Visualization tools

Tools

D3.js (successor to Protovis). This is a Javascript library to do in-browser visualizations. The Github project contains source and examples. The examples page gives an indication of what can be done with D3.js. One particularly useful bit would be using treemaps to browse hierarchies of data. The biggest challenge here is getting data to the browser; it’s the web, so paradoxically getting access to remote data is easier than data on the local machine. So if I were using this to visualize data, I would need a server to provide the data, even if it was a local server.

Processing is a Java-based tool that can be used for visualization. One advantage to using Processing is that there are a lot of users, a lot of tutorials, and a lot of books. However, it is not a visualization toolkit per se.

Raphael is another Javascript library. It’s forte is as a mechanism to create SVG graphics from Javascript, so it is more akin to Processing in that you can build up visualizations with it.

InfoVis is a Javascript library for visualization. While it doesn’t seem as slick as D3.js, it has an impressive pedigree and some high-profile users (the Obama White House, for example). The author of InfoVis has two other related projects, PhiloGL (a Javascript WebGL framework), and V8-GL (Javascript bindings for creating 2D-3D hardware accelerated graphics).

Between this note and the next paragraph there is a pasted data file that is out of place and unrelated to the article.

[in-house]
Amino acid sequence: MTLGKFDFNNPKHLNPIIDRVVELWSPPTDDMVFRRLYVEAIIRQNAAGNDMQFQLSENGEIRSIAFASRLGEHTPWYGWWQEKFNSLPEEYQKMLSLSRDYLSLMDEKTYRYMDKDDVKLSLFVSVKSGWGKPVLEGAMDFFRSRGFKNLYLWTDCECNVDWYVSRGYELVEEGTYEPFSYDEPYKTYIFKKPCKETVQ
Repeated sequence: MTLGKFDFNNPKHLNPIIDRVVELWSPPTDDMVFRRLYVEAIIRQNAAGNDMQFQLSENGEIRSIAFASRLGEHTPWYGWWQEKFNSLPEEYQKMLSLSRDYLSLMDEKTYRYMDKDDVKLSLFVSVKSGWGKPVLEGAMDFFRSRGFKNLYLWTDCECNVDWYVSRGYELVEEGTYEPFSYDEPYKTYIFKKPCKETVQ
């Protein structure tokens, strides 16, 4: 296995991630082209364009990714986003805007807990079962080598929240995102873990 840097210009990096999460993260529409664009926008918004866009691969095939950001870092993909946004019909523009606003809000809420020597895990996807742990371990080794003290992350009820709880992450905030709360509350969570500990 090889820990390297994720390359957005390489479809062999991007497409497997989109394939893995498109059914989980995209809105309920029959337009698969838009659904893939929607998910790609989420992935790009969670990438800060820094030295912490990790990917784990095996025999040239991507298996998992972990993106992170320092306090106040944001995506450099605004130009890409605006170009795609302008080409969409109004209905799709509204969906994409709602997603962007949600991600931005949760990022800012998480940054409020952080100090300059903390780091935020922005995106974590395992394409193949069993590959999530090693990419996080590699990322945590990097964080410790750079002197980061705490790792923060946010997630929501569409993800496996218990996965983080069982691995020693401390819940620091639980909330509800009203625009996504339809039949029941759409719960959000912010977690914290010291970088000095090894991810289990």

R is a software environment for statistical computing and graphics. If you’re working with large amounts of data and you want to analyze or visualize it, R can handle it. It’s a language and a set of libraries which are being added to all the time.

Nodebox is a family of visualization tools.

Gephi is a cross-platform open-source visualization toolkit.

Other resources

visualizing.org is a website/community for people who do visualization.

visualizing data is a blog on visualization, with a monthly collection of “best visualizations”.

R Spatial Tips is a collection of tips for handling spatial data in R.

Tulp Interactive is the work of Jan Willem Tulp, an amazing data visualization expert.

visual complexity is a web site devoted to the visualization of complex networks. In particular, the blog is worth reading.

Graphic Sociology is a blog by Laura Norén where she analyzes visualizations in very long, thoughtful deconstruction articles.

information aesthetics is a blog that explores the relationship between creative design and visualization.

visual.ly is a showcase and marketplace for visualization.

vizualize is a blog about visualization.

 Ben Fry’s blog (the author of Processing).

Eyeo Festival is perhaps the premier conference for visualization.

 

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